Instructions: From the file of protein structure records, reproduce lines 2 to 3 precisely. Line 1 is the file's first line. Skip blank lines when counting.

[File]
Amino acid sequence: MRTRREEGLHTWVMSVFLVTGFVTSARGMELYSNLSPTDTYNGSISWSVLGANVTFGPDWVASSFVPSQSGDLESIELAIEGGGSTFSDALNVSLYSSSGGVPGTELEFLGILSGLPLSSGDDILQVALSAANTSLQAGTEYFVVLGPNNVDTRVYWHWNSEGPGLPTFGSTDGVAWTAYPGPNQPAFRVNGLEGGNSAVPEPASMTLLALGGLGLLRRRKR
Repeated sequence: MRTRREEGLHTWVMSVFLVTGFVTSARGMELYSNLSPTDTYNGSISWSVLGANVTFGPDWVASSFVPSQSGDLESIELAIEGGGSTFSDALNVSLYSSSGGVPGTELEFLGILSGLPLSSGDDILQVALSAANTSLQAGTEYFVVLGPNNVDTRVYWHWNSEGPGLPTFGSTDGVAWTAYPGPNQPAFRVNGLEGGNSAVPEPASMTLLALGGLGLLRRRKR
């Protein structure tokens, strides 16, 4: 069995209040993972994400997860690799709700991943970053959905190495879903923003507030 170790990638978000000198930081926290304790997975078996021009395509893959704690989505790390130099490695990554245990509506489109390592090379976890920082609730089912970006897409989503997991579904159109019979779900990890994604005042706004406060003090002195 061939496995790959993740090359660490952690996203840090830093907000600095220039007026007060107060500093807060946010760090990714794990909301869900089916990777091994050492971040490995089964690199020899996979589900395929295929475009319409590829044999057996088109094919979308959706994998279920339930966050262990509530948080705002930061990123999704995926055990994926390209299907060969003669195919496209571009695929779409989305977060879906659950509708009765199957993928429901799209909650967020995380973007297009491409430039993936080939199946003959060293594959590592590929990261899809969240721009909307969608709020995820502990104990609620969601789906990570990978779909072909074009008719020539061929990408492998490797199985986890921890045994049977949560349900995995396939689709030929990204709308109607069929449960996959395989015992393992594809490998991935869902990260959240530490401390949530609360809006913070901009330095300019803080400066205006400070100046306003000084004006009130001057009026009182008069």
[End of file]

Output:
Repeated sequence: MRTRREEGLHTWVMSVFLVTGFVTSARGMELYSNLSPTDTYNGSISWSVLGANVTFGPDWVASSFVPSQSGDLESIELAIEGGGSTFSDALNVSLYSSSGGVPGTELEFLGILSGLPLSSGDDILQVALSAANTSLQAGTEYFVVLGPNNVDTRVYWHWNSEGPGLPTFGSTDGVAWTAYPGPNQPAFRVNGLEGGNSAVPEPASMTLLALGGLGLLRRRKR
């Protein structure tokens, strides 16, 4: 069995209040993972994400997860690799709700991943970053959905190495879903923003507030 170790990638978000000198930081926290304790997975078996021009395509893959704690989505790390130099490695990554245990509506489109390592090379976890920082609730089912970006897409989503997991579904159109019979779900990890994604005042706004406060003090002195 061939496995790959993740090359660490952690996203840090830093907000600095220039007026007060107060500093807060946010760090990714794990909301869900089916990777091994050492971040490995089964690199020899996979589900395929295929475009319409590829044999057996088109094919979308959706994998279920339930966050262990509530948080705002930061990123999704995926055990994926390209299907060969003669195919496209571009695929779409989305977060879906659950509708009765199957993928429901799209909650967020995380973007297009491409430039993936080939199946003959060293594959590592590929990261899809969240721009909307969608709020995820502990104990609620969601789906990570990978779909072909074009008719020539061929990408492998490797199985986890921890045994049977949560349900995995396939689709030929990204709308109607069929449960996959395989015992393992594809490998991935869902990260959240530490401390949530609360809006913070901009330095300019803080400066205006400070100046306003000084004006009130001057009026009182008069």